The story The Wondrous Worlds of Doctor Strange sees our favourite master of the mystic arts clash with Xandu a villainous sorcerer who seeks the second half of the Wand of Watoomb to "possess the greatest power of them all as he muses out loud to himself after enslaving two bar-room brawlers.

Catching Doc Strange by surprise, the two mindless thugs overpower our hero and make off with his half of the wand. Just by chance a certain  web-slinger happens to be passing and realises a crime is afoot. No match for the mystically enhanced villains it takes the combined efforts of Spidey and the good Doctor to overcome Xandu.

Published in black & white with added red colouring, this early Marvel UK edition introduces British readers to an early tale from 1965.

The second feature in Spider-Man Comics Weekly was Thor in an equally early adventure from Journey into Mystery in which everyone's favourite Asgardian clashes with The Cobra & Mr Hyde.

Nuff said!

Wednesday, 11 January 2017

Silver Surfer vs Dracula #1 (Marvel/1994)

Silver Surfer vs Dracula #1 (Marvel)

Marv Wolfman (w) Gene Colon (a)

When I saw this in my local comic shop I just had to pick it up. The Silver Surfer vs Dracula. The power cosmic vs the supernatural. Good vs evil. Whilst I was aware this comic was a reprint, I didn't know from where until I got it home.  It is in fact a complete reprint of Tomb of Dracula #50, Marvels longest running supernatural comic from the seventies.

Written by Marv Wolfman and with art by the late, great Gene Colan this adventure is a treat. Deep in the outskirts of Boston one Anton Lupeski has decided that there is no longer any need for Dracula's continued existence and plot unfolds in which he and his coven "enlist" the Silver Surfer in their mad scheme to end the Lord of Vampires himself.

Needless to say despite Norin Radd's best efforts he does not succeed. Only low sales will end the adventures of Dracula.

As a bonus there are three short stories included in this edition including one from Howard the Duck who is incarcerated by Commissioner Gordonski...yeah you got the reference right after he faces the terror of Hellcow. Don't ask. Read.

Sunday, 8 January 2017

Mighty World of Marvel #62 (Marvel UK/1973)

From the early days of Marvel UK hails this issue of Mighty World of Marvel featuring the Incredible Hulk fighting for his survival in the "Hidden Land" on the Antarctic continent. Co-starring Ka-Zar and his sabre tooth tiger Nabu, the pair are trying to save Earth or rather mankind from the effects of an ancient machine that is changing the axis of the world.

What Ka-Zar needs is Bruce Banner, not the Hulk but old greenskin thinks he isn't "puny Banner" and its' all just a trick. Then Hulk gets captured by the followers of Umbu the Unliving which turns out to be a robot connected to very machine that needs stopping.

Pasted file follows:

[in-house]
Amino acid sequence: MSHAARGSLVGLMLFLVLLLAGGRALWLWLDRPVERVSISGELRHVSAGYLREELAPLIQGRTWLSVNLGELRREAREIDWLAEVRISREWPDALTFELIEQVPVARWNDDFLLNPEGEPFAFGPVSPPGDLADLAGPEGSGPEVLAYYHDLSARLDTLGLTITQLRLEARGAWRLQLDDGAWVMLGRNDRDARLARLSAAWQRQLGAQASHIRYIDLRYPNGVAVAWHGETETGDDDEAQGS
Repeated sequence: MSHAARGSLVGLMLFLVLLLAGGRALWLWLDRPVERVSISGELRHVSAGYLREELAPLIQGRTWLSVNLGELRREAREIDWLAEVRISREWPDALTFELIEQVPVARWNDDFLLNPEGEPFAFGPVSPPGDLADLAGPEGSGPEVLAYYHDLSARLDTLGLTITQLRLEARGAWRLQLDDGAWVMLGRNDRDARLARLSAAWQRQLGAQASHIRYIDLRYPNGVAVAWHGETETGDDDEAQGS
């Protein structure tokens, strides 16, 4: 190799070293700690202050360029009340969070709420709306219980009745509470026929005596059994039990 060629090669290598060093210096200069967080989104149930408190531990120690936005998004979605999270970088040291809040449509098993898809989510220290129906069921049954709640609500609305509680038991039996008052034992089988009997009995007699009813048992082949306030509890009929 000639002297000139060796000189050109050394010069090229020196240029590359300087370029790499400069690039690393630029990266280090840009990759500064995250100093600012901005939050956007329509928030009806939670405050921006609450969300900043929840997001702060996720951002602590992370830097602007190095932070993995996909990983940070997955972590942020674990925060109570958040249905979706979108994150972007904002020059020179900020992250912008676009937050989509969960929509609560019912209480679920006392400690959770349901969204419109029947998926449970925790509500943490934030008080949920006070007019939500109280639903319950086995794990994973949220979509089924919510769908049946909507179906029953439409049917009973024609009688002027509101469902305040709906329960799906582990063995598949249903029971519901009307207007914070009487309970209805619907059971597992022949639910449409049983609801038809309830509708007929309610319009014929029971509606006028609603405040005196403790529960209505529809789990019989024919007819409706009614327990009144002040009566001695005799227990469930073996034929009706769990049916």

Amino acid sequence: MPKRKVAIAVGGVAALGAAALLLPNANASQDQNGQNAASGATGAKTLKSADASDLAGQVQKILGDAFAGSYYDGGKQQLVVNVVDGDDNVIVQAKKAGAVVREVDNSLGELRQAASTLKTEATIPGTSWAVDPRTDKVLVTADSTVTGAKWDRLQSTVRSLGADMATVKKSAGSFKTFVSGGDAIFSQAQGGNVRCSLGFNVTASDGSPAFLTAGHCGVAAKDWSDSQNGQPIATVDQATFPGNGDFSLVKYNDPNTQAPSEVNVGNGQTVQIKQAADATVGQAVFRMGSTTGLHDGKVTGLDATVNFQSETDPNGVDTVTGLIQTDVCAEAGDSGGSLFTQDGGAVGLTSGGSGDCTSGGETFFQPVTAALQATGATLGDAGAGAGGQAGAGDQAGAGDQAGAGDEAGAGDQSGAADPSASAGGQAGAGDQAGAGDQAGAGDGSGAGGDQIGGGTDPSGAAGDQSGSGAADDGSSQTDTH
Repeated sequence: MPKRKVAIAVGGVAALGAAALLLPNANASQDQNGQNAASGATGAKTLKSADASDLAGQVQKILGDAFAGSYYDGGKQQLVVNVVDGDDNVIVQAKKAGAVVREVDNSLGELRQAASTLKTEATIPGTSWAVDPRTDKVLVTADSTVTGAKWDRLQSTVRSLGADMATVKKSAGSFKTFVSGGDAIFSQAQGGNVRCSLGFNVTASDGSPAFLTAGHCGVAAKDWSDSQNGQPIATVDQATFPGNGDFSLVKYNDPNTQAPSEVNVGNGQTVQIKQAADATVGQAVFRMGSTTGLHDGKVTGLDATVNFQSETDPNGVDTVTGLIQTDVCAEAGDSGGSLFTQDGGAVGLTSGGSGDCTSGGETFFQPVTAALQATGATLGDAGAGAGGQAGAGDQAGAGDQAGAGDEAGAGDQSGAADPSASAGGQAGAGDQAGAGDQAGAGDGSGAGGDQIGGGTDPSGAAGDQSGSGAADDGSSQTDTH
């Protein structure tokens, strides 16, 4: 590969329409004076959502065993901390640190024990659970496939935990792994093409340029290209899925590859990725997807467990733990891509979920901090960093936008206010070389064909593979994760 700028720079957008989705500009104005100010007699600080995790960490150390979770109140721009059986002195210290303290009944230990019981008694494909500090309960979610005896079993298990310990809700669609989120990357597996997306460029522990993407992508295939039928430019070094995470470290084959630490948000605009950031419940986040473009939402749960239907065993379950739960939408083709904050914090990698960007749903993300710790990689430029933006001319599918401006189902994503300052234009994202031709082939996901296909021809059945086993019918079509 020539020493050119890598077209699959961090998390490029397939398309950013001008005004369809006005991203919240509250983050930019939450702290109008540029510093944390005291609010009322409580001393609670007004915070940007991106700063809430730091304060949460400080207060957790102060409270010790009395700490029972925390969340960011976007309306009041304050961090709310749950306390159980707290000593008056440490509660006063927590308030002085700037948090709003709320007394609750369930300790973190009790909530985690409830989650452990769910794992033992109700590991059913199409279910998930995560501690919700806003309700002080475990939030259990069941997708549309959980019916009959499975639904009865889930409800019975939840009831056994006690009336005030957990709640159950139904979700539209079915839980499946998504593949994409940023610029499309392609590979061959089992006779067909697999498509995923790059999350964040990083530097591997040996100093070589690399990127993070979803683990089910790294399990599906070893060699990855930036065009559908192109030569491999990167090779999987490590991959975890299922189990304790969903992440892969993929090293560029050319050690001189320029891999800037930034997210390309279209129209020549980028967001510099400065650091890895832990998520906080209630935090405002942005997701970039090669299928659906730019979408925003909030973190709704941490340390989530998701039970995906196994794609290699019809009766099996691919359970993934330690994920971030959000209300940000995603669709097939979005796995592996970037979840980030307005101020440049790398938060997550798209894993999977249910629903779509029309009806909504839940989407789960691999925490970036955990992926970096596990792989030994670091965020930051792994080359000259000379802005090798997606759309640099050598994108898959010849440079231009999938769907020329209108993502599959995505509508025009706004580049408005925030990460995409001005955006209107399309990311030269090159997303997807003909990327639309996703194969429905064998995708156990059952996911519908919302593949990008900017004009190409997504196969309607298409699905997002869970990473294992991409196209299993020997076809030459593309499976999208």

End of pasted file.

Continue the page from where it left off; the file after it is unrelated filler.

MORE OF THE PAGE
The battle royale commences.

This story continued from the previous issue which I neglected to pick up but is a reprint from the US Marvel series of The Incredible Hulk #110.

The back-up feature is the Fantastic Four as they meet Diablo for the very first time.

Those were the days.

Saturday, 7 January 2017

Defenders of the Earth #1 (Marvel UK/1988)

Dote ms-01.jpg

Defenders of the Earth #1 (Marvel UK)

Michael Higgins (w) Alex Saviuk (a)

One of Marvel's more surprising ventures into the world of licensing was Defenders of the Earth starring the King Features characters Flash Gordon, The Phantom, Mandrake the Magician and Lothur. Based on a cartoon of the same name the first "special" issue was published (in colour) in 1988, no other date given.

This was reprint from a short lived four issue series published by Marvel in the US under their "Star" imprint which was aimed at younger readers. It was apparently preceded by an Annual and there was just one other issue.

The team exist to prevent Ming the Merciless from taking over the Earth with his army of ice robots.

This issue focuses on The Phantom and his daughter as they return to Bandar where his brother, Kurt Walker is attempting to take power over the local natives and despite being turned down manages by chance to discover a cave where he gains the powers of N'Dama an evil entity with mystical powers.

The inevitable battle takes place and Kurt is defeated when he sees himself transforming into the demon whose powers he usurped.


Defenders of the Earth was cartoon that lasted 65 episodes during 1986 and 1987. Here's a taster from the first episode.

Thursday, 5 January 2017

House of Mystery #148 (DC/1965)

House of Mystery # 148 (DC)

Dave Wood (w) & Howard Sherman (a)

The "Silver Age" of comics saw J'onzz J'onzz, the Martian Manhunter take over the former adventure comic, House of Mystery. This is one of his earlier adventures and published around the time I started reading US comics, though had not seen this one before.

The tale The Beings in Color Rings was plain wacky and did not feature DC's own ring bearers the Green Lanterns before you ask. This story also features the Martian Manhunter's sidekick Zook a friendly little critter from another dimension whose presence gives this book the feel of a Saturday morning cartoon.

As a result of the actions of "Idol Head of Diabolu" (which obviously took place in an earlier tale) a strange object appears over Bedford City and starts stealing colour. Being green, J'onzz allows himself to be taken to what turns out to be a world inhabited by colourless alien disk beings who need colour  to enable them to conquer Earth. The Manhunter himself is saved only by the intervention of Zook who (being red) also travels to this alien planet.

Defeating the aliens the pair return home to await the next full moon when the Idol's head will strike again.

Cracking stuff from a simpler age.


Wednesday, 4 January 2017

Strange Adventures #190 (DC/1966)

Strange Adventures #190 (DC)

No credits (w) & (a)